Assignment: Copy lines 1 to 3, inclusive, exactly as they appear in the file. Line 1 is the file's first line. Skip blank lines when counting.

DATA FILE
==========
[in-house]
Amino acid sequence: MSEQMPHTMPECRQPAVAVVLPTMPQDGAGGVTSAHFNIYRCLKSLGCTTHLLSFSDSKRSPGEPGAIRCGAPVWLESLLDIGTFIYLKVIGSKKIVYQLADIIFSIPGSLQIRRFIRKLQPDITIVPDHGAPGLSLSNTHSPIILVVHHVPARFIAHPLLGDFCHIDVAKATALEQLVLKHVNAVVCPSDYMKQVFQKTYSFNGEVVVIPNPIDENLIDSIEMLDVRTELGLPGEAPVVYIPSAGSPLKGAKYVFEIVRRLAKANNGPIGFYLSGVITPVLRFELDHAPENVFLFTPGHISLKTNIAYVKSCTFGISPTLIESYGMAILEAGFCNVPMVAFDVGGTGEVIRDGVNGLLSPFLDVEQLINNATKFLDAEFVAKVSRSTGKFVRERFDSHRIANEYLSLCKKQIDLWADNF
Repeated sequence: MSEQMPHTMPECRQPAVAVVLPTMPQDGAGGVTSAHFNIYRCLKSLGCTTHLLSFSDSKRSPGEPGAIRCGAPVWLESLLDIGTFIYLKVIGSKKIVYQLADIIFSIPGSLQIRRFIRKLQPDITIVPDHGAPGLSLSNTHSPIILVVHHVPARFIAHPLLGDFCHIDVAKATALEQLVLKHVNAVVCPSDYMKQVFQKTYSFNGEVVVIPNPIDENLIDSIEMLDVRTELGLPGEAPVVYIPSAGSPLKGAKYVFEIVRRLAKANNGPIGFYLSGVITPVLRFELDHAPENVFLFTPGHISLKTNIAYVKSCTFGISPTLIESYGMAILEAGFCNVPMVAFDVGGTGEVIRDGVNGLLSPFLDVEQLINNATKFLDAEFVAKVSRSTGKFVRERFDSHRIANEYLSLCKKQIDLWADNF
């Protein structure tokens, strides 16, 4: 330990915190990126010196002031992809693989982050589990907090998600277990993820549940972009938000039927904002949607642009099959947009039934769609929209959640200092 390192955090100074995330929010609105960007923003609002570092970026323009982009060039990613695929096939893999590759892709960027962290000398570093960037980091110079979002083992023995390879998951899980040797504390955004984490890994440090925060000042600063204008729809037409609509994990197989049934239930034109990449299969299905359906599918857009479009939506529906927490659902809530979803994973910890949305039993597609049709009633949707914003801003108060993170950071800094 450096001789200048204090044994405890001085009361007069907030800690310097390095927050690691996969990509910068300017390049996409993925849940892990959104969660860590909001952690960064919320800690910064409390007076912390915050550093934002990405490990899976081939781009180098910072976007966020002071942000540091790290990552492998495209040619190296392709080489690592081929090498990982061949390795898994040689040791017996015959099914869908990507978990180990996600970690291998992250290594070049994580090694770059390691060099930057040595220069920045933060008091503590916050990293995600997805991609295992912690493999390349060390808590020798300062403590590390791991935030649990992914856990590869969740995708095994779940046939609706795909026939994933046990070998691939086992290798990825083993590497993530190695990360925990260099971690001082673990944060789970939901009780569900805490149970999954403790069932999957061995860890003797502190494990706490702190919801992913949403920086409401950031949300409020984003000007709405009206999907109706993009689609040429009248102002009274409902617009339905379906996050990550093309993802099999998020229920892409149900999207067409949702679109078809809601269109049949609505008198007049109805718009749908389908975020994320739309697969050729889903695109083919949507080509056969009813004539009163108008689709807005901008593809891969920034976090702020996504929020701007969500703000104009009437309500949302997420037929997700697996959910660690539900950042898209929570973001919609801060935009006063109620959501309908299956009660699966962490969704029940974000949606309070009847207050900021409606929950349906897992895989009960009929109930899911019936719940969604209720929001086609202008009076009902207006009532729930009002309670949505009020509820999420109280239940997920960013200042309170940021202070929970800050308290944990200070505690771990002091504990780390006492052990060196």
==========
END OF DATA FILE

[in-house]
Amino acid sequence: MSEQMPHTMPECRQPAVAVVLPTMPQDGAGGVTSAHFNIYRCLKSLGCTTHLLSFSDSKRSPGEPGAIRCGAPVWLESLLDIGTFIYLKVIGSKKIVYQLADIIFSIPGSLQIRRFIRKLQPDITIVPDHGAPGLSLSNTHSPIILVVHHVPARFIAHPLLGDFCHIDVAKATALEQLVLKHVNAVVCPSDYMKQVFQKTYSFNGEVVVIPNPIDENLIDSIEMLDVRTELGLPGEAPVVYIPSAGSPLKGAKYVFEIVRRLAKANNGPIGFYLSGVITPVLRFELDHAPENVFLFTPGHISLKTNIAYVKSCTFGISPTLIESYGMAILEAGFCNVPMVAFDVGGTGEVIRDGVNGLLSPFLDVEQLINNATKFLDAEFVAKVSRSTGKFVRERFDSHRIANEYLSLCKKQIDLWADNF
Repeated sequence: MSEQMPHTMPECRQPAVAVVLPTMPQDGAGGVTSAHFNIYRCLKSLGCTTHLLSFSDSKRSPGEPGAIRCGAPVWLESLLDIGTFIYLKVIGSKKIVYQLADIIFSIPGSLQIRRFIRKLQPDITIVPDHGAPGLSLSNTHSPIILVVHHVPARFIAHPLLGDFCHIDVAKATALEQLVLKHVNAVVCPSDYMKQVFQKTYSFNGEVVVIPNPIDENLIDSIEMLDVRTELGLPGEAPVVYIPSAGSPLKGAKYVFEIVRRLAKANNGPIGFYLSGVITPVLRFELDHAPENVFLFTPGHISLKTNIAYVKSCTFGISPTLIESYGMAILEAGFCNVPMVAFDVGGTGEVIRDGVNGLLSPFLDVEQLINNATKFLDAEFVAKVSRSTGKFVRERFDSHRIANEYLSLCKKQIDLWADNF